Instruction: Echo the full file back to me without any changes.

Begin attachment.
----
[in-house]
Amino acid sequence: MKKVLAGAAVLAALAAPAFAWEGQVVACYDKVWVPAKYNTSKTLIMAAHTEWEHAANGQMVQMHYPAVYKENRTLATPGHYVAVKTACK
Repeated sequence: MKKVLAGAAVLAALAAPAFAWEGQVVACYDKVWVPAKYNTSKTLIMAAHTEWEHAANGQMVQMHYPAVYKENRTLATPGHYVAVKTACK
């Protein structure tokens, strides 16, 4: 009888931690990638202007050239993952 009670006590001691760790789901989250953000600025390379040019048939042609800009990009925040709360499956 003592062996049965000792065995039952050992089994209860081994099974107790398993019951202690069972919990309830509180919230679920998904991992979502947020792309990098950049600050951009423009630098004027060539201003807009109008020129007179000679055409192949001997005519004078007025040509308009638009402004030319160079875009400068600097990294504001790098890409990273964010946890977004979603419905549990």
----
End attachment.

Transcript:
[in-house]
Amino acid sequence: MKKVLAGAAVLAALAAPAFAWEGQVVACYDKVWVPAKYNTSKTLIMAAHTEWEHAANGQMVQMHYPAVYKENRTLATPGHYVAVKTACK
Repeated sequence: MKKVLAGAAVLAALAAPAFAWEGQVVACYDKVWVPAKYNTSKTLIMAAHTEWEHAANGQMVQMHYPAVYKENRTLATPGHYVAVKTACK
């Protein structure tokens, strides 16, 4: 009888931690990638202007050239993952 009670006590001691760790789901989250953000600025390379040019048939042609800009990009925040709360499956 003592062996049965000792065995039952050992089994209860081994099974107790398993019951202690069972919990309830509180919230679920998904991992979502947020792309990098950049600050951009423009630098004027060539201003807009109008020129007179000679055409192949001997005519004078007025040509308009638009402004030319160079875009400068600097990294504001790098890409990273964010946890977004979603419905549990």